I’ve learned a lot about art over the last 6 years. That’s how long it’s been, you see, since I uttered those now infamous words: “Well, I guess I have to learn how to draw.” That moment in time, as insignificant as it seemed then, truly changed my life.
Indeed, I’ve learned a lot about art, a lot about life, a lot about myself. But, let’s not get all philosophical here today. That’s not the point of this post. This post was intended to be all about one lesson in particular that I’ve learned.
What is that lesson? It’s the simple truth that mistakes can be corrected. In similar fashion, things can be improved. We can change things we’re not happy with. Yes, that’s definitely true in life, but for me, it was a difficult art lesson to learn.
One reason why I’ve struggled a bit with drawing and painting is from the concern of making a mistake. It’s true that pencil lines can be erased and corrected. With ink, the corrections may be a bit more difficult, but even there, it is possible to fix mistakes we’ve made. No matter what medium we choose to use, there are tricks and techniques that allow us to move past problems. Most of the time, at least.
I’m not here to quibble about whether or not every art mistake can be corrected. Again, that’s not the point of this post. I’m here to share my personal experience about one important lesson I’ve learned involving the art I do and the mistakes I make.
In short, I’ve learned a lot about re-doing my landscape oil paintings. I’ve finally developed some ability to go back and fix problem areas. I’ve discovered that I can change aspects of a painting that I don’t like. I may not be completely successful at it yet, but I’m seeing progress. That’s a rewarding thing. That’s satisfying to me.
In the past, you see, a painting was either good or bad. Of course, my good paintings weren’t great, but again, that’s beside the point. My bad paintings, however, were truly awful. So, I had no choice but to chalk them up to a learning experience, and either throw them away, or, if possible, use them for additional practice, or to cover them completely and start over with a new painting.
The worst problem, I think, was that more often than not, I could tell when a painting was going wrong. Why continue working on a bad painting? Out would come a paint rag, and soon I’d have my mistakes all wiped away, leaving me with an ugly canvas covered in a grayish, brownish mud-color, and a keen sense of disappointment at having failed one more time.
Last year, however, I made a new rule: NO WIPING AWAY! No matter how awful a painting was going, I had to see it through to the bitter, inglorious end. That meant having ugly paintings sitting around the studio, ugly reminders of those failures. That was not fun.
It was, however, insightful. Seeing those bad paintings made me think more about them. What was wrong with them? Where, exactly, had I failed? As I learned to identify what was wrong with a painting, I began to see how maybe I could make it right.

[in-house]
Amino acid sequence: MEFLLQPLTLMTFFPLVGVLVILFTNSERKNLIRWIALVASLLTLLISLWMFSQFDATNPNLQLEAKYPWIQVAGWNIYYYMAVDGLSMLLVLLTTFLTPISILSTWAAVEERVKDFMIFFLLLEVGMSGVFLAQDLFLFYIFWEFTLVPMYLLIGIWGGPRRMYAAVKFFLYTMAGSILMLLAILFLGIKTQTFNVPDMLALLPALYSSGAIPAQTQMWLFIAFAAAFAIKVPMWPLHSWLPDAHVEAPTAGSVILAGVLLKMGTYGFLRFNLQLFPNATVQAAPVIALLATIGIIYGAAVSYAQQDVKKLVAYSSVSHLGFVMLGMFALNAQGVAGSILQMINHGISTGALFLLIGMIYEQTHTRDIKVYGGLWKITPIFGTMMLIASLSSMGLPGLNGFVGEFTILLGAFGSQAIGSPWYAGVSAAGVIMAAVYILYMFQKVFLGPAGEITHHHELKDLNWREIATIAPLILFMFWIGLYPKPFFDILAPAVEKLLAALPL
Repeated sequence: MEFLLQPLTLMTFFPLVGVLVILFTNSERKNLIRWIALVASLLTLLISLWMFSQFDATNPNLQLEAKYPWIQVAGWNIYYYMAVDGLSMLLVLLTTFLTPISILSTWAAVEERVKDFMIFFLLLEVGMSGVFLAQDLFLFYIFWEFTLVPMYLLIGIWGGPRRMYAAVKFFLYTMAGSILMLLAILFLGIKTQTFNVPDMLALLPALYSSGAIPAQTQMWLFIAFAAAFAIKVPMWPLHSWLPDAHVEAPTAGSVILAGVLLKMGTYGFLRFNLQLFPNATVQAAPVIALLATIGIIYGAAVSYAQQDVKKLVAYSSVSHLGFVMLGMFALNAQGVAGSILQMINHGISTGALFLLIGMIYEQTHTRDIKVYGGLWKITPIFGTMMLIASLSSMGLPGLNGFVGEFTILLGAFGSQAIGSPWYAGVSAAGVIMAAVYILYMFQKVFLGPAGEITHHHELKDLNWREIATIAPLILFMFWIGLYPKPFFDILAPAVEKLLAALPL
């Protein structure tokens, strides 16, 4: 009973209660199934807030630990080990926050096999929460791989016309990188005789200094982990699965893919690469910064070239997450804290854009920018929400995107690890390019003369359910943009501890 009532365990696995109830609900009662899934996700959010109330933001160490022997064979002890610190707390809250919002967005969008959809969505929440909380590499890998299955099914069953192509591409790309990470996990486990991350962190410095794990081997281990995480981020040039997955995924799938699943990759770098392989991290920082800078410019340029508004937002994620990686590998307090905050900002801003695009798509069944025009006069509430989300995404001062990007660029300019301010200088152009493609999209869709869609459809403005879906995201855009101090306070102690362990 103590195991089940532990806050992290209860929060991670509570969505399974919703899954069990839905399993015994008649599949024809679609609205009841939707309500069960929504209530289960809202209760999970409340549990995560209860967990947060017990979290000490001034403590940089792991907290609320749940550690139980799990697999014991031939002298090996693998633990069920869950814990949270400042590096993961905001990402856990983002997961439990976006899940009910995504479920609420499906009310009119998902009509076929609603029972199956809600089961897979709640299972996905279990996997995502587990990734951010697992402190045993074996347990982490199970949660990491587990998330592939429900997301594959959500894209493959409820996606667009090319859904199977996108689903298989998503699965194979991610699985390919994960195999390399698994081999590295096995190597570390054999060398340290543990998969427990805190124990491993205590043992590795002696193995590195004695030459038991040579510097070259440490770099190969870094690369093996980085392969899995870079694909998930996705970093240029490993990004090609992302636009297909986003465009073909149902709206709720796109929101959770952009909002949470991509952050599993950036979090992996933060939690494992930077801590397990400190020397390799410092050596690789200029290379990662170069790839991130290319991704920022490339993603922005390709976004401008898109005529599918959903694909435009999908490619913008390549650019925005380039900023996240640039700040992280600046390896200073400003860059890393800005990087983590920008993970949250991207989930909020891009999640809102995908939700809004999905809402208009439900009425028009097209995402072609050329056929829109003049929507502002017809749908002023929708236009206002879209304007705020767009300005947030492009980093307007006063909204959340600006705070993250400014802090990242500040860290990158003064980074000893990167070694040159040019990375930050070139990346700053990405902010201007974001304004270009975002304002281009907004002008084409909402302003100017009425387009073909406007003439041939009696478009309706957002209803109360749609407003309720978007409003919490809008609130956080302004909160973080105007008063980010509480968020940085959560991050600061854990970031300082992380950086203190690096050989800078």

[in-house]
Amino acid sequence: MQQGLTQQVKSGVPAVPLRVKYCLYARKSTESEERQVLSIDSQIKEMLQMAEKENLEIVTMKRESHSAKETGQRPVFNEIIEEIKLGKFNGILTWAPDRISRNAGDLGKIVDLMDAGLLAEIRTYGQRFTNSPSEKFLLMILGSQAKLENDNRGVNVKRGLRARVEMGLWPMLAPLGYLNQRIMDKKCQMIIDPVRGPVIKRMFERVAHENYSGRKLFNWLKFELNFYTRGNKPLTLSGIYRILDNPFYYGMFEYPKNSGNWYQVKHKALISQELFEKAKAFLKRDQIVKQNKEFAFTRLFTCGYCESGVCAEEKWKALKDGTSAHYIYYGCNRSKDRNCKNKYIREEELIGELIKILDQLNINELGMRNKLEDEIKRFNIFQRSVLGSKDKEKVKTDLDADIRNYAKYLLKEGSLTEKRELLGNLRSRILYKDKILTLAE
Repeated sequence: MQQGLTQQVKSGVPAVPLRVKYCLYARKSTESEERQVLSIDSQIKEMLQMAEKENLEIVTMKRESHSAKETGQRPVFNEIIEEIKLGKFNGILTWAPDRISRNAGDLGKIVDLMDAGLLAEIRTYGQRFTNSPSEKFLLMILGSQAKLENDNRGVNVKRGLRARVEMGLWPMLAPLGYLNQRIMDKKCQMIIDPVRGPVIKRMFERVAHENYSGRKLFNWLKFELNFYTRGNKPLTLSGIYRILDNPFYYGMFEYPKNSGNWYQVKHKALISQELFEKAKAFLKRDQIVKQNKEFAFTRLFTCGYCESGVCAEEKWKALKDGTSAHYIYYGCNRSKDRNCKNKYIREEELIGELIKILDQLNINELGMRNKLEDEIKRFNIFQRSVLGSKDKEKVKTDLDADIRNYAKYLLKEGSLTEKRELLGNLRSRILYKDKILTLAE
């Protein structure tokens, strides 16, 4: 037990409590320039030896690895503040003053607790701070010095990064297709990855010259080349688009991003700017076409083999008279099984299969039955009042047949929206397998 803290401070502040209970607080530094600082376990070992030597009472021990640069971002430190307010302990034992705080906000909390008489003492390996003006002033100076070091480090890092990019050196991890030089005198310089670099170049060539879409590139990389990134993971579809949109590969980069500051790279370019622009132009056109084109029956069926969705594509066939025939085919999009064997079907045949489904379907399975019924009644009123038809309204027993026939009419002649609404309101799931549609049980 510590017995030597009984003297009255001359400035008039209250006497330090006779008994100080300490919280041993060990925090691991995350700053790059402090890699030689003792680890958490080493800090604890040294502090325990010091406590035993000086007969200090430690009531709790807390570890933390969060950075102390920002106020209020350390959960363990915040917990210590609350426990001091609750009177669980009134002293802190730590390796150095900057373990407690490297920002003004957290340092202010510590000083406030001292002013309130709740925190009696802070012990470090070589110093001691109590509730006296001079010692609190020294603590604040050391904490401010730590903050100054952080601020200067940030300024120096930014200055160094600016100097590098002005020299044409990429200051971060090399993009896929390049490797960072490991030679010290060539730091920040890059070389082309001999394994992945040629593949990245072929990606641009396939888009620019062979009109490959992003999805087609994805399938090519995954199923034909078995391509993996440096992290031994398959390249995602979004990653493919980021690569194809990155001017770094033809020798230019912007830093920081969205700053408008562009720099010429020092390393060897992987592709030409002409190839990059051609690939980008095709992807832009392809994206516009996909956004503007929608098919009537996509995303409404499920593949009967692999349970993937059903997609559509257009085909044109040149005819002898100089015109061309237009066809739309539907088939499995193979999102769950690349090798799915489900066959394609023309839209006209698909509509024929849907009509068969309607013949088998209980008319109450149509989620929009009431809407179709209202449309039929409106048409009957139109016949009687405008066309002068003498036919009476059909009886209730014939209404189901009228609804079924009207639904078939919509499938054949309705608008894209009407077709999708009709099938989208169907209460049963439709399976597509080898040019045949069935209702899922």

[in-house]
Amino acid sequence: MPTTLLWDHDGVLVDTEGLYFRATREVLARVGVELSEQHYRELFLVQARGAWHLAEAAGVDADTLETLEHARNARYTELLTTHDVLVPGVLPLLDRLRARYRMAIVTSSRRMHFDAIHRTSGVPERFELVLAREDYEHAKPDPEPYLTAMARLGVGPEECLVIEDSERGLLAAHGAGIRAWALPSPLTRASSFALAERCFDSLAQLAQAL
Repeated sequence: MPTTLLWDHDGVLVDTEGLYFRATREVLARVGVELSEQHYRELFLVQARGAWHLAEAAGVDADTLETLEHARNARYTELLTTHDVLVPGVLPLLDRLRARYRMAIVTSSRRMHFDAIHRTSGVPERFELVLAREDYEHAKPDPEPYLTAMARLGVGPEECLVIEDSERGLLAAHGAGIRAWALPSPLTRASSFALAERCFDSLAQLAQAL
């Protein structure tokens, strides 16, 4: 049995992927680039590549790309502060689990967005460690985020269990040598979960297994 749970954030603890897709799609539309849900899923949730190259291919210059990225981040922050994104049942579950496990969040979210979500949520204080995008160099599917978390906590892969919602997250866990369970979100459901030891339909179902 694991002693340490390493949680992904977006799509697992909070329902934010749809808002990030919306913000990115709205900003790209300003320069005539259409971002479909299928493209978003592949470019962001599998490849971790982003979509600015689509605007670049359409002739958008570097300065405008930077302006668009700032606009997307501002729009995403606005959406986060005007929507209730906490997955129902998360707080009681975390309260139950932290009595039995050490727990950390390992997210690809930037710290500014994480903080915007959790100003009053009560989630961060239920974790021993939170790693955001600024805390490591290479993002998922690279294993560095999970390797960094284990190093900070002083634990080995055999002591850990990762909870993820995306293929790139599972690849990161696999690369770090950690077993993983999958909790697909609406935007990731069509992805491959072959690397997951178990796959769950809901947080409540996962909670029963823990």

I began picking up some of those awful paintings and putting them back on the easel. I found that I could repaint certain areas, make definite changes in colors, and do a lot of little “tweaks” to turn things I didn’t like into things that were… well, all right, at least.
Take a look at one landscape I’ve been working on recently. Originally it was intended to be an autumn scene, although that’s really neither here nor there. As I painted the scene, I knew I didn’t want to use autumn colors. I started with the skies, of course, working with several different blue pigments. In my reference photo, the distant hills were also a deep blue. I liked it, or so I thought. Blue is still my favorite color, so why not create an entire landscape using it as a predominant color? Why not create a “blue mood” with the painting?
Those were my thoughts, and this was the result:
Note please that the painting you see here was not yet finished, but I think you can see where I was headed. I intended the grass to be blue-green. Everything would have a touch of blue. I thought that would be quite artistic.
As I looked at it longer, though, I didn’t like all that blue. It was too much. Much too much. And so, when I returned to the painting to finish the grassy foreground, I also went in to change the colors of those too-blue distant hills. I changed the color of the pine trees. I took out all that overbearing blue and used the soothing greens of nature.
Here is what the painting looks like now:
I like the “not-so-blue” version of the painting much, much better. What I especially like is that I was able to see that I was on the wrong track, I was able to identify what I was doing wrong, and most of all, I was able to step in and make the changes. I took a bad painting and made it better.
And that, my friends, is the point of this post. What I’ve learned is that I don’t have to wipe away bad paintings. I don’t have to merely chalk paintings up to experience now. I can fix things. I can change things. I can do whatever I please — within reason — and create paintings that I like.
For so long, my oil painting has been hit and miss. Sometimes I’ve gotten lucky with a “hit” and come away with a painting I was proud of. As often as not, my paintings were “misses” or “near misses” at best. That was how it was, I thought. Art for me was a bit of a “what you see is what you get”, and that was the end of that.
Not any more. I’ve learned that I can take things I don’t like and turn them into something I like a lot. I’ve learned that creating art is not a “one-shot” act. I can do things over. What a marvelous lesson to have finally learned!